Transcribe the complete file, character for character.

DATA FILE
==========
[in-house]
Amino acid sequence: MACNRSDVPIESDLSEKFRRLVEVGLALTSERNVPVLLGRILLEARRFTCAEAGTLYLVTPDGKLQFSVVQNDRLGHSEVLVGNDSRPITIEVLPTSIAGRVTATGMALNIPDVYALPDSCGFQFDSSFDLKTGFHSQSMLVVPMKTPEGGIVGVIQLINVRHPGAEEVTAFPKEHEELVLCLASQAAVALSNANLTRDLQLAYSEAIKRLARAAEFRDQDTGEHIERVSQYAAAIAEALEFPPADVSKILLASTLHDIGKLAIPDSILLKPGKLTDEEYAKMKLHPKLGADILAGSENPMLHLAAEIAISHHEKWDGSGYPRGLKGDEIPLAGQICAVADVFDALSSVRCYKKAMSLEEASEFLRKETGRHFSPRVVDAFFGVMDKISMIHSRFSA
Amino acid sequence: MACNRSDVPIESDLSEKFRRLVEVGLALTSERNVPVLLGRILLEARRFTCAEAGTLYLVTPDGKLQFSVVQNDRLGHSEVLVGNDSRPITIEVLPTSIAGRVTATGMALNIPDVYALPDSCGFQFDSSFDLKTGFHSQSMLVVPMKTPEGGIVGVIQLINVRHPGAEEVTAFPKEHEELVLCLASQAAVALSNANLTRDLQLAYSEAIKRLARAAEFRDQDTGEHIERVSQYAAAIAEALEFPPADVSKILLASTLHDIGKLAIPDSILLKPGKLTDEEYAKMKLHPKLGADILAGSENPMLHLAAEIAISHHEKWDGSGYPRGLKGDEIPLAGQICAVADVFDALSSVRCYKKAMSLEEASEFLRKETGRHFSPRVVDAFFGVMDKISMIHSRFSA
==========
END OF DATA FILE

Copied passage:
[in-house]
Amino acid sequence: MACNRSDVPIESDLSEKFRRLVEVGLALTSERNVPVLLGRILLEARRFTCAEAGTLYLVTPDGKLQFSVVQNDRLGHSEVLVGNDSRPITIEVLPTSIAGRVTATGMALNIPDVYALPDSCGFQFDSSFDLKTGFHSQSMLVVPMKTPEGGIVGVIQLINVRHPGAEEVTAFPKEHEELVLCLASQAAVALSNANLTRDLQLAYSEAIKRLARAAEFRDQDTGEHIERVSQYAAAIAEALEFPPADVSKILLASTLHDIGKLAIPDSILLKPGKLTDEEYAKMKLHPKLGADILAGSENPMLHLAAEIAISHHEKWDGSGYPRGLKGDEIPLAGQICAVADVFDALSSVRCYKKAMSLEEASEFLRKETGRHFSPRVVDAFFGVMDKISMIHSRFSA
Amino acid sequence: MACNRSDVPIESDLSEKFRRLVEVGLALTSERNVPVLLGRILLEARRFTCAEAGTLYLVTPDGKLQFSVVQNDRLGHSEVLVGNDSRPITIEVLPTSIAGRVTATGMALNIPDVYALPDSCGFQFDSSFDLKTGFHSQSMLVVPMKTPEGGIVGVIQLINVRHPGAEEVTAFPKEHEELVLCLASQAAVALSNANLTRDLQLAYSEAIKRLARAAEFRDQDTGEHIERVSQYAAAIAEALEFPPADVSKILLASTLHDIGKLAIPDSILLKPGKLTDEEYAKMKLHPKLGADILAGSENPMLHLAAEIAISHHEKWDGSGYPRGLKGDEIPLAGQICAVADVFDALSSVRCYKKAMSLEEASEFLRKETGRHFSPRVVDAFFGVMDKISMIHSRFSA